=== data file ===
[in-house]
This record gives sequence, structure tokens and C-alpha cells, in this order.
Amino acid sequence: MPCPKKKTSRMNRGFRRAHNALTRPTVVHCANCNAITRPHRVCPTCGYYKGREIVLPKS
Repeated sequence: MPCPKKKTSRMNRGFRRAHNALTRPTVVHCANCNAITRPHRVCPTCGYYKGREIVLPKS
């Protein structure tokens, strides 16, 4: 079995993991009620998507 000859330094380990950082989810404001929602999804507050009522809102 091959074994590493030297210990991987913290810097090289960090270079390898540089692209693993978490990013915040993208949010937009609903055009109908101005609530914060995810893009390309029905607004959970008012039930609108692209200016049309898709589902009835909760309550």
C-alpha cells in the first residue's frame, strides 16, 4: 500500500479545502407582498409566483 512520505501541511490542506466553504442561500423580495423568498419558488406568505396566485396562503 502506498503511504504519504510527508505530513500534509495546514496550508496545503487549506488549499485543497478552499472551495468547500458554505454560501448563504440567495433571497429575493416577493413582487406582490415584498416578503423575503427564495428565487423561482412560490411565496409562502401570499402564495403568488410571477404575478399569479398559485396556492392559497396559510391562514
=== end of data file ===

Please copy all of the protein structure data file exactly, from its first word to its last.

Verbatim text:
[in-house]
This record gives sequence, structure tokens and C-alpha cells, in this order.
Amino acid sequence: MPCPKKKTSRMNRGFRRAHNALTRPTVVHCANCNAITRPHRVCPTCGYYKGREIVLPKS
Repeated sequence: MPCPKKKTSRMNRGFRRAHNALTRPTVVHCANCNAITRPHRVCPTCGYYKGREIVLPKS
């Protein structure tokens, strides 16, 4: 079995993991009620998507 000859330094380990950082989810404001929602999804507050009522809102 091959074994590493030297210990991987913290810097090289960090270079390898540089692209693993978490990013915040993208949010937009609903055009109908101005609530914060995810893009390309029905607004959970008012039930609108692209200016049309898709589902009835909760309550």
C-alpha cells in the first residue's frame, strides 16, 4: 500500500479545502407582498409566483 512520505501541511490542506466553504442561500423580495423568498419558488406568505396566485396562503 502506498503511504504519504510527508505530513500534509495546514496550508496545503487549506488549499485543497478552499472551495468547500458554505454560501448563504440567495433571497429575493416577493413582487406582490415584498416578503423575503427564495428565487423561482412560490411565496409562502401570499402564495403568488410571477404575478399569479398559485396556492392559497396559510391562514